# How to Convert MPAs to Newtons

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The System International (SI) unit of pressure is the Pascal, named for the French mathematician Blaise Pascal. The MegaPascal, or MPA, represents one million Pascals. The newton is the SI unit of force.

To convert pressure into force, the force must act over a known area, so values in Pascals must be converted into newtons of force applied over one square meter. The symbol for newtons per square meter is N/m2.

Enter the value in MPA into the calculator, and then multiply by one million to convert the value to Pascals. For example, if the value in MPA is 34.5, multiply 34.5 by 1,000,000. The result, in this example 34,500,000, is the value expressed in Pascals.

- The System International (SI) unit of pressure is the Pascal, named for the French mathematician Blaise Pascal.
- To convert pressure into force, the force must act over a known area, so values in Pascals must be converted into newtons of force applied over one square meter.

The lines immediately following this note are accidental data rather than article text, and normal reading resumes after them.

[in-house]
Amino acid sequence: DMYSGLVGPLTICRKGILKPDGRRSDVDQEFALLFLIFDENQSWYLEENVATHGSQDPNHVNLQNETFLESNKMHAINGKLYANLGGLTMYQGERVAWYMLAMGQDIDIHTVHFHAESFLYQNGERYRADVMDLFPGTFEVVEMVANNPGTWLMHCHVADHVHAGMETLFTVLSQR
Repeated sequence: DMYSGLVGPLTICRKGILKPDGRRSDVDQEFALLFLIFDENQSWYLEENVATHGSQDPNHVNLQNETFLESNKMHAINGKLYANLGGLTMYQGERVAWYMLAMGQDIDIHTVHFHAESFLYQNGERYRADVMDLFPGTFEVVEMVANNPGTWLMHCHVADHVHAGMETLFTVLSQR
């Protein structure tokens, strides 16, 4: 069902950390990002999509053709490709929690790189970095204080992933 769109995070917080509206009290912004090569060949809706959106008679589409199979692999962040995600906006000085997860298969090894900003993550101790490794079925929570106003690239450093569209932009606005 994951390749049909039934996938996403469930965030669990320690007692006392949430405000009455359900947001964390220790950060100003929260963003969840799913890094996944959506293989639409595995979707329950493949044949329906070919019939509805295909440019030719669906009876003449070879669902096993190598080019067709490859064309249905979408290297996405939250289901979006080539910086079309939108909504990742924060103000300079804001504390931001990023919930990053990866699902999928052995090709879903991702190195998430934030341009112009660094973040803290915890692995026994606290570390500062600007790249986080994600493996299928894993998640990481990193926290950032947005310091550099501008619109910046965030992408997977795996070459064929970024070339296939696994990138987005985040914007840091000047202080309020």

Convert the value from the previous step into scientific notation so that it becomes a single unit and a decimal fraction multiplied by a power of ten. The result is the pressure in Megapascals expressed in Newtons per meter squared, (N/m2). For example, a value such as 34,500,000 becomes 3.45 x 10^6 N/m2.

Check for errors by reversing the calculations. Divide the answer by one million. If the result is not the original value in MPA then there was an error in your calculations. Repeat the process until the answer is correct.

- Convert the value from the previous step into scientific notation so that it becomes a single unit and a decimal fraction multiplied by a power of ten.

References

Tips

- The value of 1 Pascal is identical to 1 N/m2.

Writer Bio

David Robinson has written professionally since 2000. He is a Fellow of the Royal Geographical Society and the Royal Meteorological Society. He has written for the "Telegraph" and "Guardian" newspapers in the U.K., government publications, websites, magazines and school textbooks. He holds an honors Bachelor of Arts in geography and education and a teaching certificate from Durham University, England.